Pay debts in instalments

If your default debt is too large to clear at once, meet with your creditors and ask them to offer a flexible payment plan different from the initial agreement. Most creditors allow you to split heavy debts into small instalment payments and spread them across months or even years.

Mortgage Default FAQ’s

Should you wait the default out?

When you have defaults on your credit history, it takes six years for these defaults to clear. After six years of building your low credit score by paying bills regularly, you can apply for a regular mortgage. If you currently can't find a mortgage lender and can't afford the down payment for the house of your dreams, consider waiting it out.

If you wait until your bad credit clears, you will also have time to save enough money for the down payment. For regular mortgages, you will need to keep just 5% to 10% of the down payment before a lender agrees to give you a loan. This is much easier than the 15% to 20% for default mortgages.

Can I get a joint mortgage if my partner has defaults?

Yes, it’s possible, but it will work just as if you had defaults yourself. Unfortunately, you can’t avoid them having to go through the same financial and credit checks as you. This means that any credit issues such as defaults will have just the same impact on your mortgage application as if you had them yourself.

Be open and honest

One of the main issues that partners run into when applying for a joint mortgage with bad credit is that one person isn’t fully aware of the other’s credit history. It’s important therefore from the start to be honest with each other and openly share your credit reports so that you can be very clear about how you might fare with lenders.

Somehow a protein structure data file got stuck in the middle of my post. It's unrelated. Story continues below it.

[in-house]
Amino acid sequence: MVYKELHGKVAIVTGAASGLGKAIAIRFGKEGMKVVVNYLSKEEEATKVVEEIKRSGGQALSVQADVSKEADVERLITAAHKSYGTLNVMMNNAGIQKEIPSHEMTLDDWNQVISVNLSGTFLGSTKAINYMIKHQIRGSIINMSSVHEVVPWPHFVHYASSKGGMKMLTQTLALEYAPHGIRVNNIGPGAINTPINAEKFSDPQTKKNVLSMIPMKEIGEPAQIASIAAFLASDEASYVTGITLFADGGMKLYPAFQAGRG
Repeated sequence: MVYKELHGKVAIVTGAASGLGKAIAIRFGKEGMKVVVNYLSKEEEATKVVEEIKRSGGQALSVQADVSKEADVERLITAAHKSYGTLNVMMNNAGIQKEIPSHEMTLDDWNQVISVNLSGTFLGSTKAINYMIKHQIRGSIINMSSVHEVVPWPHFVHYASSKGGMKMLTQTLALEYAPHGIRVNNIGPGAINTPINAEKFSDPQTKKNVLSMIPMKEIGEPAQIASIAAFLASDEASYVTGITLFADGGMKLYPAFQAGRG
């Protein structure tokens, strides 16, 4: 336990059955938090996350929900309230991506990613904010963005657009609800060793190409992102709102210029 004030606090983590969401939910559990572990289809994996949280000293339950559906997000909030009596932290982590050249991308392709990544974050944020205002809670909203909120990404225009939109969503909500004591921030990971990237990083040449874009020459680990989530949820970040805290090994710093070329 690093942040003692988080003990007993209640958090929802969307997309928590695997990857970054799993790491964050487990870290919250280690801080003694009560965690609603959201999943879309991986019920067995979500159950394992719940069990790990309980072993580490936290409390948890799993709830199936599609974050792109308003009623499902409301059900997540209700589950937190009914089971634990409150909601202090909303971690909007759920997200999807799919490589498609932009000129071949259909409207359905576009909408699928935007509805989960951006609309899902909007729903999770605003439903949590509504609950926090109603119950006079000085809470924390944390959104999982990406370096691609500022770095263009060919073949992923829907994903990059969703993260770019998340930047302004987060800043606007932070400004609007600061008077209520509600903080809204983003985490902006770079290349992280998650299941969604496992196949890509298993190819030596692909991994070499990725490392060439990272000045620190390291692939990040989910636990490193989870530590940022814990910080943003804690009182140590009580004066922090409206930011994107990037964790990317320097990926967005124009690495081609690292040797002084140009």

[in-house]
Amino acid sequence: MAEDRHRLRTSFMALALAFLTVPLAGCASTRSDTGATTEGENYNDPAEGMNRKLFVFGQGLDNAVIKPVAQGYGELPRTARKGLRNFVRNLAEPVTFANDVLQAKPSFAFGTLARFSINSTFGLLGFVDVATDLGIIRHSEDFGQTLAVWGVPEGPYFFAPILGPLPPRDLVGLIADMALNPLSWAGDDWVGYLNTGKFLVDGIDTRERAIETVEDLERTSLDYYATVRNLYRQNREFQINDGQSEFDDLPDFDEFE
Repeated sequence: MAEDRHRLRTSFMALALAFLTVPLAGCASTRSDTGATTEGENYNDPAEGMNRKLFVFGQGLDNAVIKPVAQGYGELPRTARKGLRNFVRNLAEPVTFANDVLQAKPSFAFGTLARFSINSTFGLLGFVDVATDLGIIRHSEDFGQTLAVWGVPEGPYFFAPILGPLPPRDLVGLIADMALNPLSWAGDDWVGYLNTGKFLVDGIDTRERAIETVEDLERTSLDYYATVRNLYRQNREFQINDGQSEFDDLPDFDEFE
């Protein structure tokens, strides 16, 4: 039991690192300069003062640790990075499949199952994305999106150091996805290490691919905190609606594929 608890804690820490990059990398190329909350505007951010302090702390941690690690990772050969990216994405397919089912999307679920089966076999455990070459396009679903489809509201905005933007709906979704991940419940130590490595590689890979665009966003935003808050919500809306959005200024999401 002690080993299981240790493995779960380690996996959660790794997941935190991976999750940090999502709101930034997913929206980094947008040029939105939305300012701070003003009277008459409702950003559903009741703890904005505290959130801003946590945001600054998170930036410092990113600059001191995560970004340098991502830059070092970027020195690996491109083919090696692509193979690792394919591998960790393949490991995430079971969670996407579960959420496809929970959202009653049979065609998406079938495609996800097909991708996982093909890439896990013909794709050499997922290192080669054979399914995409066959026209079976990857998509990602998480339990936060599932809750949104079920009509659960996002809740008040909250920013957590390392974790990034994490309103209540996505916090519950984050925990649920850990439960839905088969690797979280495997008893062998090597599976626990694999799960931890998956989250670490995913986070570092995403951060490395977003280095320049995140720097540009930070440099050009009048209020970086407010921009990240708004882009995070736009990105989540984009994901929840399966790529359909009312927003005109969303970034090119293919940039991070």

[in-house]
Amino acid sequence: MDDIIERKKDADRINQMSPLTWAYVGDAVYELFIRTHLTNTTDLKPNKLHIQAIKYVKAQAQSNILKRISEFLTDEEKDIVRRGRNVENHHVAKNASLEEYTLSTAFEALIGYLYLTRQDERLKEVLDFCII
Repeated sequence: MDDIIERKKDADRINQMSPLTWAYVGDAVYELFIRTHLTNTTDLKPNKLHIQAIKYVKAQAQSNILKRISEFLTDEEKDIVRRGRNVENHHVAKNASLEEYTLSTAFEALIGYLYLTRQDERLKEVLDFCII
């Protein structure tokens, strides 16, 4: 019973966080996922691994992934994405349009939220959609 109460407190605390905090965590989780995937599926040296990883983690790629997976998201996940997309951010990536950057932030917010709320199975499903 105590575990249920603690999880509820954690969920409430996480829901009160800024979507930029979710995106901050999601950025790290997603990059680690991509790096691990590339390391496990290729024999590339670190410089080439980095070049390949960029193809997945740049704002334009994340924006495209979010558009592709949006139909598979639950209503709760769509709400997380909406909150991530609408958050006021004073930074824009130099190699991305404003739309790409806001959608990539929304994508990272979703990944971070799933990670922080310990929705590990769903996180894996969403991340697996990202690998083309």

Explore every option

If you are a very high earner and could get the mortgage you need on your own, it might be worth exploring whether or not you could take out the mortgage as a sole applicant mortgage. The only difficulty here is that many lenders prefer to only offer joint mortgages to married couples. Talk to your broker about what your options might be if only one of you has defaults.

I’m self-employed and have defaults – can I still get a mortgage?

Yes, you may be able to get a mortgage even if you’re self-employed and have defaults, just keep in mind that it might be more difficult and add an extra layer of complexity.

Three years of accounts needed

Being self-employed can already make you higher risk in the eyes of mortgage lenders, especially if you’ve only recently gone freelance and don’t have three years’ worth of accounts yet to show.